Stupid and Ignorant

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Being stupid and being ignorant are often taken as synonyms in our evaluation of an action taken by a person. But these two characteristics do lead to very different outcomes. To see this, start with dictionary definitions. Being stupid indicates having or showing a great lack of intelligence or common sense. Being ignorant displays a lack of knowledge or information. Both of these definitions imply a lack of knowledge but a closer look at the concepts is required.

First, stupidity. Carlo M. Cipolla classifies human actions according to whether they result in a gain or a loss. He then defines four types of actions. The first is intelligent – a gain for self and a gain for others. The second is helpless – a loss for self but a gain for others. The third is bandit – a gain for self but a loss for others. The fourth is stupid – a loss for both self and others. Cipolla then considers the fourth outcome (stupid) to be the worst
possible; even with bandit, there is some gain. This leads to his most fundamental law of human action: A stupid person is the most dangerous type of person. And this is especially so when one realizes that there is no effective counter to stupidity. Lacking any intelligence or common sense a stupid person fails to recognize their stupidity.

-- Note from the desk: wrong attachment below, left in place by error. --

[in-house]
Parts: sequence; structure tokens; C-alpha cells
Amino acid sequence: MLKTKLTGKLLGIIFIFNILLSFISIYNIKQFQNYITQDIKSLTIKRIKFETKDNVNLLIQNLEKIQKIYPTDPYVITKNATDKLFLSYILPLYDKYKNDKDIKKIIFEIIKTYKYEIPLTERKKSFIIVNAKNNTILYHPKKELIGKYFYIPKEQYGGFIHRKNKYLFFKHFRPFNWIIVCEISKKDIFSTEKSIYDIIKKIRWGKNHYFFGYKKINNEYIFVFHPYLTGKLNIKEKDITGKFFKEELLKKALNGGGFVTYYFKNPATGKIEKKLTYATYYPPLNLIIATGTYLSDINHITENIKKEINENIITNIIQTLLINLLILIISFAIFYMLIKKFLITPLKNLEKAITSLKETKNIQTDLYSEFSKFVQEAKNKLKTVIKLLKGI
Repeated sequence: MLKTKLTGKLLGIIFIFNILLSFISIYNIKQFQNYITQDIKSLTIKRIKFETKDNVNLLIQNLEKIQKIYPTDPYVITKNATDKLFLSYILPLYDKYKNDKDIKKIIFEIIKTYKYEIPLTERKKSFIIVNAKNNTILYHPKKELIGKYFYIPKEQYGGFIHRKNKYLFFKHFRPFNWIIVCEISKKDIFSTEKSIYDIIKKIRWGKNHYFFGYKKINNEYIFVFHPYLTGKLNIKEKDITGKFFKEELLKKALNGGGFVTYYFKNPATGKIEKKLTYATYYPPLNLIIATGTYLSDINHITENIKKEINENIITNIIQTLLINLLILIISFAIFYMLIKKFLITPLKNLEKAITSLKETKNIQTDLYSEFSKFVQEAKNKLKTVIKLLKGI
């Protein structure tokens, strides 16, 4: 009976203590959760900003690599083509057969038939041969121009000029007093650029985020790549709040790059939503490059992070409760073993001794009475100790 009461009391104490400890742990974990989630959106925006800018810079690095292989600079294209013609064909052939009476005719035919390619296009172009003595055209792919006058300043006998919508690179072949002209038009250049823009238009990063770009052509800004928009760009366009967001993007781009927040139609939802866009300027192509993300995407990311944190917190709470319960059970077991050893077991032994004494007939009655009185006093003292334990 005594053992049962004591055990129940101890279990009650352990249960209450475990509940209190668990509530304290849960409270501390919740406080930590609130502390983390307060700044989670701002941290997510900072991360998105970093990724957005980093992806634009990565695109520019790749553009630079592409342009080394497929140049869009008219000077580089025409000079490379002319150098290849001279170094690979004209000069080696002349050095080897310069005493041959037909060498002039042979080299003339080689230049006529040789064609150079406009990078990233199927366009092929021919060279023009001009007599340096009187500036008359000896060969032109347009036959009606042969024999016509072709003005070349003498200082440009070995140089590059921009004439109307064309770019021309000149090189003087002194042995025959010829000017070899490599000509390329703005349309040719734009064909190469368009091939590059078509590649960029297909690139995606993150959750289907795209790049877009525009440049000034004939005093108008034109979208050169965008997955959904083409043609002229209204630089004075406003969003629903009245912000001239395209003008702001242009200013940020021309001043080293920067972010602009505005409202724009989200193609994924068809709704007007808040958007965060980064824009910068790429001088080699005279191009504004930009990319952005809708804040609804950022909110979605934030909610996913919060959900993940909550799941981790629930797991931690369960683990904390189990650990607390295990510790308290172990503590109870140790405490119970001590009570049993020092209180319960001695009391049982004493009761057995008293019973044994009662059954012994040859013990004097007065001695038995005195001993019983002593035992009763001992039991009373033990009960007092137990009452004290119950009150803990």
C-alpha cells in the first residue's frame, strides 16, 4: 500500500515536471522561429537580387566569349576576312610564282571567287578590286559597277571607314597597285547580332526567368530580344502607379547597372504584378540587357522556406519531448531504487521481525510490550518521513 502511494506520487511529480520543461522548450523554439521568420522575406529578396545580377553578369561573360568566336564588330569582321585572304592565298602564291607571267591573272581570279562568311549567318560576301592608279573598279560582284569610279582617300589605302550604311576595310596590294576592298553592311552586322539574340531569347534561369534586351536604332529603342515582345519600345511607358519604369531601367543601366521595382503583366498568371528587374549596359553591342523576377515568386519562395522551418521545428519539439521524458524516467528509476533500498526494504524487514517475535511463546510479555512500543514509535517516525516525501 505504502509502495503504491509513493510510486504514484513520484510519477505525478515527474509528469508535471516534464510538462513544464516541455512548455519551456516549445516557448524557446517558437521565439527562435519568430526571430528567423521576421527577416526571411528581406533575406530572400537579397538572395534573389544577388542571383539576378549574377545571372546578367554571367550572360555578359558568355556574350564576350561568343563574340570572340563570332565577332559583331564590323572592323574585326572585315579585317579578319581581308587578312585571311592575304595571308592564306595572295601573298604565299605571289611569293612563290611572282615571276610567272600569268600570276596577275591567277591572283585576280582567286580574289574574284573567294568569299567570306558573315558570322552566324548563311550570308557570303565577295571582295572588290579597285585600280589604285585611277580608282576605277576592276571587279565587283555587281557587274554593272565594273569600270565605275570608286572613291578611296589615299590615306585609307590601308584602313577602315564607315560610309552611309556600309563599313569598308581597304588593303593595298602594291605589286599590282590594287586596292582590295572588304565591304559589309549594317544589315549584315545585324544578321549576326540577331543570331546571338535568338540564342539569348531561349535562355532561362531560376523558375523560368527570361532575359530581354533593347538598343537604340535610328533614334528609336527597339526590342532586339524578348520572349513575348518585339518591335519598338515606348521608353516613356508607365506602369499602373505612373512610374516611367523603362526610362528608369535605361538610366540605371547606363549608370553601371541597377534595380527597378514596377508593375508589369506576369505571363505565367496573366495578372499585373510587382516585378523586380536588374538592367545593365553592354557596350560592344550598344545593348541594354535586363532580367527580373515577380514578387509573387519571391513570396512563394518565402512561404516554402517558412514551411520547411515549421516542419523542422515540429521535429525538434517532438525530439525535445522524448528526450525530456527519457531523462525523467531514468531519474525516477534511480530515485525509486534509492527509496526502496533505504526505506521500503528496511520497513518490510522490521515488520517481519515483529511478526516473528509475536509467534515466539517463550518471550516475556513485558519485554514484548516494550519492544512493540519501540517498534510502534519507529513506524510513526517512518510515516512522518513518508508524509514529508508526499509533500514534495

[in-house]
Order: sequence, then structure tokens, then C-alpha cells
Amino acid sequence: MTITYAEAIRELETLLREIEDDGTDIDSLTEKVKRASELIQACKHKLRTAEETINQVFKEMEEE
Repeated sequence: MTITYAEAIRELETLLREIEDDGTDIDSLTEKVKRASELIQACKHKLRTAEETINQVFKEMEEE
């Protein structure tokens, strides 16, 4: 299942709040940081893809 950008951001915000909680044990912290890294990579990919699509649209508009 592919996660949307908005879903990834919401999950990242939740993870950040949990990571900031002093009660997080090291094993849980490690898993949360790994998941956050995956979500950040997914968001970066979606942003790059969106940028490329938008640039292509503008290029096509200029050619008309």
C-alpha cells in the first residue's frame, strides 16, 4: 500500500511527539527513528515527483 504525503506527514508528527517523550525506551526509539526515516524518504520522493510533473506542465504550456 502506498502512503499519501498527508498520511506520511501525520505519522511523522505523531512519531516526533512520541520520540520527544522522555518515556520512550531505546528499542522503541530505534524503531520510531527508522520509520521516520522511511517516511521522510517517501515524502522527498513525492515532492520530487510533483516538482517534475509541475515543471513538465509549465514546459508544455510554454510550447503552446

Next, ignorance. The eighteenth-century poet, Thomas Gray, is credited with the first use of the phrase “Ignorance is bliss”. However, many have disagreed with this sentiment. They claim that ignorance (especially willful ignorance) results in racism, poor judgment, injustice, and a host of other evils. But Stuart Firestein, a contemporary American scientist, puts a different interpretation on ignorance. He sees ignorance as the engine that drives science. Ignorance identifies the work to be done, the questions that could be answered, the connections that can be made with what is known. For Firestein, ignorance should be acknowledged and used as a force to seek knowledge. This is not “willful ignorance” nor “blissful ignorance”, but a limitation in our knowledge that can be addressed.

Stupidity is dangerous, but ignorance, properly used, is a correction to this danger. The only requirements are recognition of the limitations of our knowledge and resolve to seek understanding. This approach to
stupidity and ignorance can be applied to all aspects of our life, political, social, environmental, and living the good life. Just be honest in assessing what is known, what is not known and what can be known.